In his lighthearted 1929 guide to gardening, The Gardener’s Year, Czech author Karel Čapek includes a reference to “Medard’s Hood” a phenomenon occurring in the Czech Republic in early June.
If you’re a gardener or an avid reader of Čapek, you might already know about this Czech weather-predicting tradition—if you’re more accustomed to, say, Groundhog Day you could be left scratching your head this coming Monday.
What is St. Medard’s Day?
St. Medard’s Day, which falls on June 8, is the feast day for Medardus, a French bishop said to have once been sheltered from the rain as a child by a protective eagle hovering over him. He is associated with weather and protecting those who work outside or in vineyards and breweries.
St. Medard has the same significance for Czechs as St. Swithin’s Day (July 15) for the British. Traditionally, if it rains on St. Swithin’s Day, it will rain for forty days. The Czech version of the superstition dictates that if it rains on this day, Medard’s hood will drip for forty days: Medardova kápě, čtyřicet dní kape.
(There are a number of comically folksy Czech sayings related to Medard, many of them involving manure, hay, and wine.)
Are the predictions usually accurate?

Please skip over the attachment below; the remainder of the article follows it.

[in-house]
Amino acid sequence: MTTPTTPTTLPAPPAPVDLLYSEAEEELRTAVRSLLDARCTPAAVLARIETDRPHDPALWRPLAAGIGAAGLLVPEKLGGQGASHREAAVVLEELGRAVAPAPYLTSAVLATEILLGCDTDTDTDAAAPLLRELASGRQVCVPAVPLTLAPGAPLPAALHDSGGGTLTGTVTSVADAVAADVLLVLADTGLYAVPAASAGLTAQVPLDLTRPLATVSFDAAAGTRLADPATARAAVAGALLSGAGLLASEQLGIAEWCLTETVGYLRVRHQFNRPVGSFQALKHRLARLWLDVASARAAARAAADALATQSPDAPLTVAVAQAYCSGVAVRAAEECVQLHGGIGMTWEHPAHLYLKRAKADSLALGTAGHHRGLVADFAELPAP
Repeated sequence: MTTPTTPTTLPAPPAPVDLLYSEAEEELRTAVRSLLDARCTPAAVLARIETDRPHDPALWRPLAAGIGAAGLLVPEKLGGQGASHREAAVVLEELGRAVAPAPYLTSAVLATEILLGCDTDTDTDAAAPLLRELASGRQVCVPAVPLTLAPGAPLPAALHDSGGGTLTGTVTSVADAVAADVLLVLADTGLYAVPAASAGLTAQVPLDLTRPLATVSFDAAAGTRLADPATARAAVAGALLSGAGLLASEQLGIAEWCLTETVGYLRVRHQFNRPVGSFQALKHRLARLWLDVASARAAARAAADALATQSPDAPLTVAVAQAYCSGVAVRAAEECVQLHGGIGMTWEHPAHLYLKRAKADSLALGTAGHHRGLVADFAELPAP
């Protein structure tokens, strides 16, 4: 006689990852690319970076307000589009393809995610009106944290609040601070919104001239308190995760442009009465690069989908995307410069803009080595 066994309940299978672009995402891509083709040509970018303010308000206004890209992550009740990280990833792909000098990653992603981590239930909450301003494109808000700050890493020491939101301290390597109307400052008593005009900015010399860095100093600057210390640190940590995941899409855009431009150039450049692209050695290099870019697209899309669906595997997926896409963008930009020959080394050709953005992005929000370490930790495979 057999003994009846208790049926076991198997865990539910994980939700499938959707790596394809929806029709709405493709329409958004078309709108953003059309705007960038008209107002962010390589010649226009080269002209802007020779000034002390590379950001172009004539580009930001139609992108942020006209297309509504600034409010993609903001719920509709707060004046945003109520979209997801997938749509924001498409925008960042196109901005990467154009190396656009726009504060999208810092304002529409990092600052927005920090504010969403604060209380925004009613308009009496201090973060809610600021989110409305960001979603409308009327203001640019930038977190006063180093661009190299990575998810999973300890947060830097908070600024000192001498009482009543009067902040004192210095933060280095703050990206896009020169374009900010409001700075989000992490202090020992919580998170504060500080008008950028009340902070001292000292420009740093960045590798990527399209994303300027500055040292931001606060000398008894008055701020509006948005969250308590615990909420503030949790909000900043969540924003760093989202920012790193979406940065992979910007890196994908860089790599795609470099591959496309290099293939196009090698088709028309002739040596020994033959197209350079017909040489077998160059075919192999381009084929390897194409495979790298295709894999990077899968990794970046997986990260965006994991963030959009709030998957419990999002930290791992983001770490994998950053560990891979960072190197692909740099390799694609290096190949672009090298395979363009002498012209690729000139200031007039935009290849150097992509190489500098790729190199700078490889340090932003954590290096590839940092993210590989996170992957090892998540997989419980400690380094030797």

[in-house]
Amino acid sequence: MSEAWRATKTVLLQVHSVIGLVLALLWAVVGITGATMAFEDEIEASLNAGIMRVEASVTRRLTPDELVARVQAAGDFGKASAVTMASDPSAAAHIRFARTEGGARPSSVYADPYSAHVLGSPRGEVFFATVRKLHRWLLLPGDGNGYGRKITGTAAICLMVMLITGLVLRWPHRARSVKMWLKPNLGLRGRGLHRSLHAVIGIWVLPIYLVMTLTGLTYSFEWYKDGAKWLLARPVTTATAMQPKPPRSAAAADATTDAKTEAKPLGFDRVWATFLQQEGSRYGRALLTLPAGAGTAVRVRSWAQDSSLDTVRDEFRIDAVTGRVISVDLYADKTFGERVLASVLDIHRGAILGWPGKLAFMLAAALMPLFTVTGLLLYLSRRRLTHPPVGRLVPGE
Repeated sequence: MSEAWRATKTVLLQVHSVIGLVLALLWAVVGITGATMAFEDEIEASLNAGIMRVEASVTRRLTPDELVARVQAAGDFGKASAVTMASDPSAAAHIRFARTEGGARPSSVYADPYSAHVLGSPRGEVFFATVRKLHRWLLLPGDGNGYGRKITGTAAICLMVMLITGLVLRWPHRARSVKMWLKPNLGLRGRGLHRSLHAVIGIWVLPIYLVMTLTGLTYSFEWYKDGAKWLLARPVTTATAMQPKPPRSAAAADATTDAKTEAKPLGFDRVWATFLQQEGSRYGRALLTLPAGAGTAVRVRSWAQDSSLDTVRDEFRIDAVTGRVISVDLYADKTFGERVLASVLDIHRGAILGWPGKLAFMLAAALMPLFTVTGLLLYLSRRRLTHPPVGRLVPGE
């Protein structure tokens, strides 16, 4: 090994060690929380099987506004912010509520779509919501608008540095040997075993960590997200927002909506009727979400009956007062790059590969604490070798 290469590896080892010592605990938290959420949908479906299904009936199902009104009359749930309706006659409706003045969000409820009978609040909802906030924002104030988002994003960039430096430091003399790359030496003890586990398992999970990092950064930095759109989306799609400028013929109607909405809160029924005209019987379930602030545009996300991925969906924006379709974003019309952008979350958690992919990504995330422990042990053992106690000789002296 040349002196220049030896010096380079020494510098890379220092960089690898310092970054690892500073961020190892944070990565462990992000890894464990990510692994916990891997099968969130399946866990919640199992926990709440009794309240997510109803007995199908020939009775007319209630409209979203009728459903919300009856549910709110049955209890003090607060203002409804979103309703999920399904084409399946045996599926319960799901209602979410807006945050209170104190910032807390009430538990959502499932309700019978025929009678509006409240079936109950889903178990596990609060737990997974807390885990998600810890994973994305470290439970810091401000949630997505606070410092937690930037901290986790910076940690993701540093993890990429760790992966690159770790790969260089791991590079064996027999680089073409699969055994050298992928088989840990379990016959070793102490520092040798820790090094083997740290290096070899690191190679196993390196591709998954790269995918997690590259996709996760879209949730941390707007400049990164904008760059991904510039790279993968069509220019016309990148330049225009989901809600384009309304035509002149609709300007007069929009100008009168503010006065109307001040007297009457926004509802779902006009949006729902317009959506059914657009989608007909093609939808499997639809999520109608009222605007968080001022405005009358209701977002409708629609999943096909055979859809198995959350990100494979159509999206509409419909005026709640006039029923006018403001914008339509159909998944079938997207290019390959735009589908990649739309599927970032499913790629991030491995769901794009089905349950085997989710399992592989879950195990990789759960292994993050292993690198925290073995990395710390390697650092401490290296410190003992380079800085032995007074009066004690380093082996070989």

This year the Czech Hydrometeorological Institute applied facts to folklore and studied the historical accuracy of St. Medard’s day rainfall patterns.
According to its findings, the most days of consecutive rain following a rainy St. Medard’s took place at the Churáňov meteorological station which saw rain on 35 days out of 40, making it the highest recorded rainfall from among selected stations.
In Prague, the maximum consecutive rainy days occurring across a period of three years observed by the institute, was 24 days with it raining just once on St. Medard’s Day.
Separating facts from folklore
While the Medard superstition can be chalked up to ancient folklore, it does typically herald a weather pattern (in Czech Medardovské pocasi), that is characterized by colder days with intermittent rain or storms well into the first days of July in Central Europe.
Meteorologist Miloš Dvořák says of the phenomenon, often referred to as the European monsoon season: “In the spring and early summer, the air pressure drops over the rapidly warming land and over the colder ocean increases. And this imbalance must then gradually be offset by the ingress of colder and wetter air from the sea.”
What’s this year’s forecast?
Get out your umbrellas: rain showers are predicted for June 8 this year according to meteorologists, which means we could be looking at 40 straight days of rain starting Monday.
Those weather buffs who want to track the weather for the coming weeks will be pleasantly surprised to discover that there is a Czech-developed forecasting project, considered among the most accurate for weather in the Czech Republic, fittingly titled: Medard.
Do you know about the St. Medard’s tradition? Are there weather-predicting traditions where you’re from?